Shirley Tilghman
Molecular Biologist; Pres., Princeton University
01:23

Diversity in Higher Education

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Tilghman sees diversity in higher education as imperative. She believes it impacts the quality of a liberal arts education through the diversity of ideas be it religious or cultural. Shirley wants Princeton to deliver a quality education, and can only truly do so with a diverse population.

Shirley Tilghman

Shirley Tilghman is the nineteenth president of Princeton University, and is the first woman to hold the position. Tilghman served on the Princeton faculty for fifteen years before being named President. A native of Canada, Tilghman was educated at Queen's University and Temple University. She is a renowned molecular biologist, known particularly for her pioneering research in mammalian developmental genetics. She served as a member of the National Research Council's committee that set the blueprint for the U.S. effort in the Human Genome Project and was one of the founding members of the National Advisory Council of the Human Genome Project Initiative for the National Institutes of Health.

In 2002, Tilghman was one of five winners of the L'Oréal-UNESCO Award for Women in Science.  In the following year, she received the Lifetime Achievement Award from the Society for Developmental Biology, and in 2007, she was awarded the Genetics Society of America Medal for outstanding contributions to her field.  Tilghman is a member of the American Philosophical Society, the National Academy of Sciences, the Institute of Medicine, and the Royal Society of London. She chairs the Association of American Universities and serves as a trustee of the Carnegie Endowment for International Peace and the King Abdullah University of Science and Technology, and as a director of Google Inc.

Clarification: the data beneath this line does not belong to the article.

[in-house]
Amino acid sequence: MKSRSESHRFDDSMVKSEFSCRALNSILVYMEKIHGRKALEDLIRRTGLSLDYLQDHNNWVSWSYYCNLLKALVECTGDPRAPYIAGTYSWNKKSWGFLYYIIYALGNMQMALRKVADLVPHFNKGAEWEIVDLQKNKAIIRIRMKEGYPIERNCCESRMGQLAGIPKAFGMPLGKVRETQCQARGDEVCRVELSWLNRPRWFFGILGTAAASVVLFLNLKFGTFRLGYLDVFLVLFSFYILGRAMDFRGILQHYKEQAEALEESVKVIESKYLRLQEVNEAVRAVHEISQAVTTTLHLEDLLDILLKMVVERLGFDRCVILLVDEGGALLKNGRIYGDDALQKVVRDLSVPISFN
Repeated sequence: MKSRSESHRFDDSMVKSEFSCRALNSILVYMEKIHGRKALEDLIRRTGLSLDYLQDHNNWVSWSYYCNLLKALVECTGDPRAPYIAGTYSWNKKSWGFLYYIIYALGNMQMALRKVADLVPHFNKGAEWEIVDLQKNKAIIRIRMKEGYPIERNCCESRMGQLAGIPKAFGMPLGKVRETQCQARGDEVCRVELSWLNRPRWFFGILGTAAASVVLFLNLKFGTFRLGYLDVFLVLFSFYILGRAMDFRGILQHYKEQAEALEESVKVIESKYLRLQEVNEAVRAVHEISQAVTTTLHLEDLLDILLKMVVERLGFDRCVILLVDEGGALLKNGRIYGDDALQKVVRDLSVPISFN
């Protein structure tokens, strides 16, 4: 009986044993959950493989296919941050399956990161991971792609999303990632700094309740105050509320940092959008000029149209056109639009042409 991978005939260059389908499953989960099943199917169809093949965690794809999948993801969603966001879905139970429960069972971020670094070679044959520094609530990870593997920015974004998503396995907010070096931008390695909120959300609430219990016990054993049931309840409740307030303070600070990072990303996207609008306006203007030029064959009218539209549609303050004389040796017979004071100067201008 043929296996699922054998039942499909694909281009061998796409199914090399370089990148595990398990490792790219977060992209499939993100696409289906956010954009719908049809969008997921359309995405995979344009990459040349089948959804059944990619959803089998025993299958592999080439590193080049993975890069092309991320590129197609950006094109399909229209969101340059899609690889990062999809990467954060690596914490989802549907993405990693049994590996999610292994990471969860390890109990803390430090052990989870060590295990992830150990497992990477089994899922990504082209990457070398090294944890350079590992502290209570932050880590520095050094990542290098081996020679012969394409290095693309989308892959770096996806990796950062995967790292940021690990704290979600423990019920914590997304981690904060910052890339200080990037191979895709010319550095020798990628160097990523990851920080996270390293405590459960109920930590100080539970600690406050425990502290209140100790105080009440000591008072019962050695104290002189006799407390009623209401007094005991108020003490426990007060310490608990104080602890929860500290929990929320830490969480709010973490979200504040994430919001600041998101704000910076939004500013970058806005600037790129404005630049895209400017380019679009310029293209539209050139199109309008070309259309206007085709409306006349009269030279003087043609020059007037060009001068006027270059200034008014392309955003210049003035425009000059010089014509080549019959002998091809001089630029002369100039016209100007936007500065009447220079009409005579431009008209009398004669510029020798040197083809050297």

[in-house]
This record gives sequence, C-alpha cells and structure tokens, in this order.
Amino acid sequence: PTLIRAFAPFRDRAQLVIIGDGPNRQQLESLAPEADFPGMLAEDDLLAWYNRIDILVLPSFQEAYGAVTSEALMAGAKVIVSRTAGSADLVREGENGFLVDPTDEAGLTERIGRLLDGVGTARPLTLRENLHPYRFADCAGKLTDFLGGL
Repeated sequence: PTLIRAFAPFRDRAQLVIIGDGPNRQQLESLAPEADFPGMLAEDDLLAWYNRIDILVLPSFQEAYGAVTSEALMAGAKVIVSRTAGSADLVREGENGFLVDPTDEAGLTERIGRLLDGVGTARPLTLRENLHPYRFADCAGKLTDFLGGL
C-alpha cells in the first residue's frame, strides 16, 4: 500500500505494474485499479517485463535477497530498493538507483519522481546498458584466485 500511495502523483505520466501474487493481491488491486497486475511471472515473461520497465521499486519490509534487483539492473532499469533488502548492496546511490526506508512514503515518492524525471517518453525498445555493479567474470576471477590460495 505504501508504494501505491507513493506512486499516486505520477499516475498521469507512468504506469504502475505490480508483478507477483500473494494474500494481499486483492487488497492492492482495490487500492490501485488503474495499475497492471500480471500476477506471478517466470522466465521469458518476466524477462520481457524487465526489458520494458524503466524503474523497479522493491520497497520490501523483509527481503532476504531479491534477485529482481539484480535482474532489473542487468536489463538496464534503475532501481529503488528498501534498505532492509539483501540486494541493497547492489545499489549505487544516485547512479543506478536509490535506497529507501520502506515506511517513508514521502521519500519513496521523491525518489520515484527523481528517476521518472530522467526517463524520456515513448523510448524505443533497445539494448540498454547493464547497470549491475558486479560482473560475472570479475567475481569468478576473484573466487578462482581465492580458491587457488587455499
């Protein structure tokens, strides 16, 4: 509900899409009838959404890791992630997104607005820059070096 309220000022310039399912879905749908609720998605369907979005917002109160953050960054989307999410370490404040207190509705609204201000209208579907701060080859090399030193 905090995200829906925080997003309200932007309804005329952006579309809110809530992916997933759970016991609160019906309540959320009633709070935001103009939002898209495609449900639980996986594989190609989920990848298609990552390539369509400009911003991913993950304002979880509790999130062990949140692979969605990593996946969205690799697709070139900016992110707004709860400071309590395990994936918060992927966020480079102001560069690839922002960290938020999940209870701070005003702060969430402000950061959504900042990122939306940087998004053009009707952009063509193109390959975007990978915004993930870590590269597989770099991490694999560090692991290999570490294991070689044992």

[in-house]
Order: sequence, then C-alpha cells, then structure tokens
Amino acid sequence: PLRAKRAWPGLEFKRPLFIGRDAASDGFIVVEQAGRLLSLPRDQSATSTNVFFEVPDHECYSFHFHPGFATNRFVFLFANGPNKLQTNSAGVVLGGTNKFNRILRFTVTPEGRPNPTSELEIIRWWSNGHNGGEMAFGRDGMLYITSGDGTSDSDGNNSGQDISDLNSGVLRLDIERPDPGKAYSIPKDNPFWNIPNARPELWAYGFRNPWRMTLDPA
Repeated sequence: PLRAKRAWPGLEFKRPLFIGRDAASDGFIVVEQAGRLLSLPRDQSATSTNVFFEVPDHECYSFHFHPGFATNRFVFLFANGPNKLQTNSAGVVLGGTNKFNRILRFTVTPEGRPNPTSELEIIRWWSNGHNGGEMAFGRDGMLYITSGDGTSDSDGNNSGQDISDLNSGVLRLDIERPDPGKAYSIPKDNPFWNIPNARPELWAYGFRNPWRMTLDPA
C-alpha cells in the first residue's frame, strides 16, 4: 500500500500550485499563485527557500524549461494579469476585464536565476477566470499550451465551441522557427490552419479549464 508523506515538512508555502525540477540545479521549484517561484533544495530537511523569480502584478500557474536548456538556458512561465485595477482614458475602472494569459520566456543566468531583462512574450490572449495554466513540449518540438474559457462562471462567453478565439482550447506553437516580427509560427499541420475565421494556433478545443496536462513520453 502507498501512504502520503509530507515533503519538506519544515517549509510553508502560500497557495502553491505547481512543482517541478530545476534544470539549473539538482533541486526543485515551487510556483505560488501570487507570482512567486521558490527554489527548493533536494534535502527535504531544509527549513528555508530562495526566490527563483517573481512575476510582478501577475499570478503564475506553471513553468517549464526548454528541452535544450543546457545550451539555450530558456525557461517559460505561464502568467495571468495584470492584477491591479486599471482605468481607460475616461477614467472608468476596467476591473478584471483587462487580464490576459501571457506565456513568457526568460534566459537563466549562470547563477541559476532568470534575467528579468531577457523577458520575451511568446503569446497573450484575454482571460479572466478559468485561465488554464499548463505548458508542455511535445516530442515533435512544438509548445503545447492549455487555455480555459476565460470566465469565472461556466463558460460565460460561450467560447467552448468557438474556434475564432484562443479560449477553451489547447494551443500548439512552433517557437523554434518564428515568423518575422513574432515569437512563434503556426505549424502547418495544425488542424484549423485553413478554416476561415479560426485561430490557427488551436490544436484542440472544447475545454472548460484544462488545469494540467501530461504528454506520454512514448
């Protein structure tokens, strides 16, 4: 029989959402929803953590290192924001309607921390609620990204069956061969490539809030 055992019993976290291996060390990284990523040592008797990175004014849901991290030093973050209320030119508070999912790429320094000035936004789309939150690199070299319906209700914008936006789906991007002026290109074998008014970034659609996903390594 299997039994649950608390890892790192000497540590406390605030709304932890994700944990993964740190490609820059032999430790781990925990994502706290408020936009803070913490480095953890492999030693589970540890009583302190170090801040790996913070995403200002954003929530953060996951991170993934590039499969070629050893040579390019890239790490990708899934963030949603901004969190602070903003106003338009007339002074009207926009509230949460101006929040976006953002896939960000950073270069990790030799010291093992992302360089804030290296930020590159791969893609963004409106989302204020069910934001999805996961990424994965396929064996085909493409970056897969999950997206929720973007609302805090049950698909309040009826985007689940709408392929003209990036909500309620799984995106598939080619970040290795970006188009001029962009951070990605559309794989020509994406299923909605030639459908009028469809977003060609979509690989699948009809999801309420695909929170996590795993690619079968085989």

Transcript

I think diversity is embedded in what I would consider a really impactful liberal arts education. What I often say to the freshman class is that you are here at this university to encounter the ‘other’ – to encounter what you have not encountered in your first 18 years of life. Some of that is going to be ideas – ideas you have never encountered, a diversity of ideas. Some of it is going to be the people that you encounter, including people from other cultures, from other countries, from other religious traditions. And they are gonna play as an important role in your education, your broadening of your vision as what you’re going to read in books. So if we were to suddenly eliminate all of the ways in which we are trying to make Princeton a more diverse place, I would argue that the quality of the education we provide would plummet. Recorded on: 8/7/07


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